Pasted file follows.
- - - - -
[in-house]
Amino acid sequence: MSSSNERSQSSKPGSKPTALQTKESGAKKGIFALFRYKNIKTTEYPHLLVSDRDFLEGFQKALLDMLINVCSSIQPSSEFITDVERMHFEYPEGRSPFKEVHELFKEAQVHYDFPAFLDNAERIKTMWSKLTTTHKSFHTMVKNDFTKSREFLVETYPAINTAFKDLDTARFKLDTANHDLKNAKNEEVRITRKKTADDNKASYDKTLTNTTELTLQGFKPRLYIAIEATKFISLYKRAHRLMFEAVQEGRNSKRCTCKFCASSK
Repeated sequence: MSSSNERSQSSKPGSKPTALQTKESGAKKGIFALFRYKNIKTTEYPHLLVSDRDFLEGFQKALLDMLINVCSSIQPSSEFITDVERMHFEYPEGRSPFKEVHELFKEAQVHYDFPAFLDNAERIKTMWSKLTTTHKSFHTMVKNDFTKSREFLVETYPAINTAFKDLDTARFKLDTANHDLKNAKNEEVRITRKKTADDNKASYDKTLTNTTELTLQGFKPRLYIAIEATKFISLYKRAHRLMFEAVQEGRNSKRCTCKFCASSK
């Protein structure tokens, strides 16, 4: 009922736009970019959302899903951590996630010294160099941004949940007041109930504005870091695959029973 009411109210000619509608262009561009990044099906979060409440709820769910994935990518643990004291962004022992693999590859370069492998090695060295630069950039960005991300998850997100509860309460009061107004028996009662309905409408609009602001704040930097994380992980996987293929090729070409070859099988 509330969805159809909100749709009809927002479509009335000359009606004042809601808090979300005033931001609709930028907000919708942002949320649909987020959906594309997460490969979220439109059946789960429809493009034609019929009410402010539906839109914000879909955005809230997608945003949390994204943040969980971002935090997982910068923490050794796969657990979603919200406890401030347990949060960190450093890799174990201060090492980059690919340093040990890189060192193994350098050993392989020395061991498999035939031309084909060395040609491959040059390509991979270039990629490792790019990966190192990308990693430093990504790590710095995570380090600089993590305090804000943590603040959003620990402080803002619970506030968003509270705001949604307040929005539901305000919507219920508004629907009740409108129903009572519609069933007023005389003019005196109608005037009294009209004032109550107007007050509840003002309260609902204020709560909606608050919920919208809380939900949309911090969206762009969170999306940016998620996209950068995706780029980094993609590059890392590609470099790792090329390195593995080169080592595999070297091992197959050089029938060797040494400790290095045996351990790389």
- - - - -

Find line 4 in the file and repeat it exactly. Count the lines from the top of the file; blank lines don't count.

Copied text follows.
């Protein structure tokens, strides 16, 4: 009922736009970019959302899903951590996630010294160099941004949940007041109930504005870091695959029973 009411109210000619509608262009561009990044099906979060409440709820769910994935990518643990004291962004022992693999590859370069492998090695060295630069950039960005991300998850997100509860309460009061107004028996009662309905409408609009602001704040930097994380992980996987293929090729070409070859099988 509330969805159809909100749709009809927002479509009335000359009606004042809601808090979300005033931001609709930028907000919708942002949320649909987020959906594309997460490969979220439109059946789960429809493009034609019929009410402010539906839109914000879909955005809230997608945003949390994204943040969980971002935090997982910068923490050794796969657990979603919200406890401030347990949060960190450093890799174990201060090492980059690919340093040990890189060192193994350098050993392989020395061991498999035939031309084909060395040609491959040059390509991979270039990629490792790019990966190192990308990693430093990504790590710095995570380090600089993590305090804000943590603040959003620990402080803002619970506030968003509270705001949604307040929005539901305000919507219920508004629907009740409108129903009572519609069933007023005389003019005196109608005037009294009209004032109550107007007050509840003002309260609902204020709560909606608050919920919208809380939900949309911090969206762009969170999306940016998620996209950068995706780029980094993609590059890392590609470099790792090329390195593995080169080592595999070297091992197959050089029938060797040494400790290095045996351990790389």